Musings from the Hill, April 2, 2015
Do you know March is Women’s History Month? We seem to pass lightly over the fact that rarely is any recognition of women’s part in shaping the destiny of our country. Why was our future nation not under French or Spanish control? You can thank the many brave women who accompanied their husbands to an unknown land and future.
French trappers spread throughout Canada often marrying into Indian tribes. Look locally — LeLoup (the wolf), Marais des Cygnes (marsh of swans), Bodark (Osage orange tree), the strong wood which Native Americans used for their bows. Spanish women rarely accompanied Spanish conquistadors who invaded southern climes.
The first European settlers who came to New England and Virginia expected women and often children to labor and fight side by side with their men. I would like to suggest an excellent book, which should be a must read for Women’s History Month. Long ago Mary Swan gave it to me. "Gentle Tamers — Women of the Old Wild West" by Dee Brown tells of amazing feats performed by women in peace time and in wars. The true stories of women and children surviving alone on the trail are amazing. They often contrived to fortify a wagon against roving wolves or mountain lions, kill an ox for food, dry the meat to feed children or cut hay to stuff inside a wagon for warmth in weather often far below zero. A few settled on claims of their own and made a go of it!
In spite of their heroic contributions making it possible to build and maintain a new country, they fought long and hard for the right to keep their own wages if they obtained a job “on the side,” they had to fight for equal rights to keep their children — the list goes on.
We are the only major country in the world who has never had a woman president.
Go for it Hillary! Colin Powell had his own separate message center at home. “What Is sauce for the goose is sauce for the gander.” Will we continue to discriminate?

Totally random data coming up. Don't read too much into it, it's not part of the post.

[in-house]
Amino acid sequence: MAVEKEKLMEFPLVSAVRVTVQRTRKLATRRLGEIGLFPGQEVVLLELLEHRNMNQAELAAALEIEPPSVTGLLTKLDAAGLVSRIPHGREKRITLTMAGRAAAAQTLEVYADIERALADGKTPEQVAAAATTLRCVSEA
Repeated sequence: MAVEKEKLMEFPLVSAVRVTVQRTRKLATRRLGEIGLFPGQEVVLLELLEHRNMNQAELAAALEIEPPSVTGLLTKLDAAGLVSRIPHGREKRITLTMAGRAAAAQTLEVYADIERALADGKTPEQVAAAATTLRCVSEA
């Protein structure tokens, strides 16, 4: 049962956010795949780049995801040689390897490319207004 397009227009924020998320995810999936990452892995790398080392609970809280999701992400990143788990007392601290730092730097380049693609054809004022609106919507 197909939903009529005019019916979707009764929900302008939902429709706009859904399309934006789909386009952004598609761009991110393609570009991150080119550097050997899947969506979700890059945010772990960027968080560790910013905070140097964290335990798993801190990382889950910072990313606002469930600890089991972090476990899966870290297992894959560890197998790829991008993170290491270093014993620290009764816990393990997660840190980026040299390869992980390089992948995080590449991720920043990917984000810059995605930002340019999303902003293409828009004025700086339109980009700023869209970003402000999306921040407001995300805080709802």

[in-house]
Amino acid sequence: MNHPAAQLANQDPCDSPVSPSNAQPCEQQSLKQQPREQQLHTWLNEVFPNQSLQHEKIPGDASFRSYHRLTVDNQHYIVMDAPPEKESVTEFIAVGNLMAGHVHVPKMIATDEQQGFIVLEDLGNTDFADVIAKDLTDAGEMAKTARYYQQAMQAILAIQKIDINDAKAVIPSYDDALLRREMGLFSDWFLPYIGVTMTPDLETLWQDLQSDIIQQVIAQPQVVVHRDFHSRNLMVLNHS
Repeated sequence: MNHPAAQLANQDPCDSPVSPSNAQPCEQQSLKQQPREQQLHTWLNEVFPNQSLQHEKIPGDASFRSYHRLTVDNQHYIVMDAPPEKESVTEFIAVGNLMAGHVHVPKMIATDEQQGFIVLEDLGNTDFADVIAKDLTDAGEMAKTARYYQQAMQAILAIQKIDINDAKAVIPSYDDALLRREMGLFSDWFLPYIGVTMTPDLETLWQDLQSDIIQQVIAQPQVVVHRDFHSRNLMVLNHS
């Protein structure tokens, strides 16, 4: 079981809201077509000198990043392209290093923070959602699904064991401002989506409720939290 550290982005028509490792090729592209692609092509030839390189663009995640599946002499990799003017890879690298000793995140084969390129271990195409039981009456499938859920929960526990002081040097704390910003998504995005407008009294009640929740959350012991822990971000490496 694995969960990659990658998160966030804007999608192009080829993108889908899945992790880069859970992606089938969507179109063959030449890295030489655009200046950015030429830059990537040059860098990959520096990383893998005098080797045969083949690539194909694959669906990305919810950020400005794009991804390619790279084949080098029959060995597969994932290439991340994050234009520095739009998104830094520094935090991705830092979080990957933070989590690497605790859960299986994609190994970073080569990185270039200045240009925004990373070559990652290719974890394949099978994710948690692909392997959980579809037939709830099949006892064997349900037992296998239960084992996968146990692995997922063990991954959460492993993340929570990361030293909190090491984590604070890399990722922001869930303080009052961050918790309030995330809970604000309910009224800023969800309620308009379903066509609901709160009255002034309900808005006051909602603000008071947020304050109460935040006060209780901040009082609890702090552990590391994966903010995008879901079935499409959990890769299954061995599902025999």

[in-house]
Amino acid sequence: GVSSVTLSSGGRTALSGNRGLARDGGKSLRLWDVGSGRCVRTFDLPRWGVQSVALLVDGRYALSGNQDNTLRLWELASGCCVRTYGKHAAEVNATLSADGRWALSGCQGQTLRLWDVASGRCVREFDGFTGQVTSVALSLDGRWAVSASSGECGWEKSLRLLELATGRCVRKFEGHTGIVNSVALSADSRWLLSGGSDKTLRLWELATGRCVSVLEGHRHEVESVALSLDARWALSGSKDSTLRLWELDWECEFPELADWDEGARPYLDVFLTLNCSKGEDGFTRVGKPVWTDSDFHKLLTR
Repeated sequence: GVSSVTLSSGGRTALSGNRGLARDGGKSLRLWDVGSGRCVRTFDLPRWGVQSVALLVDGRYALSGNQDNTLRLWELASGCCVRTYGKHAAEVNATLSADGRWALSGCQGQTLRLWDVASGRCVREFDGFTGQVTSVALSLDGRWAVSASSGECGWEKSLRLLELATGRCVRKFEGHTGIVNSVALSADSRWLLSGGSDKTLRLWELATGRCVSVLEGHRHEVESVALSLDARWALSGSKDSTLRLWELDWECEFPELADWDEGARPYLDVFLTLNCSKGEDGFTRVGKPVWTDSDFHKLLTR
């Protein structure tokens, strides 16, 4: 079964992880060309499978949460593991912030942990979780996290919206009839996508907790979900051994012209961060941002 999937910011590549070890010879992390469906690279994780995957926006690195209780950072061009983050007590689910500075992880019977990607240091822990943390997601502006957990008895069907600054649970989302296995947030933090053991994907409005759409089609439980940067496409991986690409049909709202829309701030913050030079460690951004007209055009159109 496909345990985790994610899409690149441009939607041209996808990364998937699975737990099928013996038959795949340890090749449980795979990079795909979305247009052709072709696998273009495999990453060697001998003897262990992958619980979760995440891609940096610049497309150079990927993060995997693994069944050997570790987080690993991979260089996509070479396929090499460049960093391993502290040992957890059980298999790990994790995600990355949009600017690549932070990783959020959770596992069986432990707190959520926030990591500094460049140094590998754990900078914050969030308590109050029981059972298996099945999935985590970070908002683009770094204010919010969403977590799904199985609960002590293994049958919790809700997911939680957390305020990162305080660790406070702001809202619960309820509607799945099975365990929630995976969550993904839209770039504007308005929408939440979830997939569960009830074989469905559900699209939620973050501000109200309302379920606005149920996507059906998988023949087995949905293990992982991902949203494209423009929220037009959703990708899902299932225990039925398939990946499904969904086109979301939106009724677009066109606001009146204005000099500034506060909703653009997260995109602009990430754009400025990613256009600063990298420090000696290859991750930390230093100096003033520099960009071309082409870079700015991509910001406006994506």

Kansas missed the honor of being the first state to grant women the right to vote. In 1867 the resolution was defeated and the honor fell to Wyoming. In the late 1860s, Esther Morris was elected as justice of the peace in South Pass City, Wyo., the first woman in the world to ever hold that office. To every one’s surprise, wild Wyoming was finally tamed by a woman’s hand. Peace and order prevailed and the men declared she ruled with justice. None of her 40 cases was appealed. It was 1912 before Kansas women were finally granted the right to vote.
It is interesting to note that Western states whose women were often full partners with men in their endeavors soon followed, granting women the right to vote and hold office. We often see this on re-runs of old westerns. Miss Kitty owns and runs the saloon in Dodge City in Gun Smoke. Chuck Conners' sometimes love interest in The Rifleman owns and runs a store and eating place. Western women did more than entertain and entice men to buy more liquor and gamble. They were enterprising and often had to survive on their own.
Yes. March was Women’s History month, although ignored by the media who salute St. Patrick’s day with hoopla and parades. We should give a salute to women who have contributed and continue to give so much to our country the United States of America.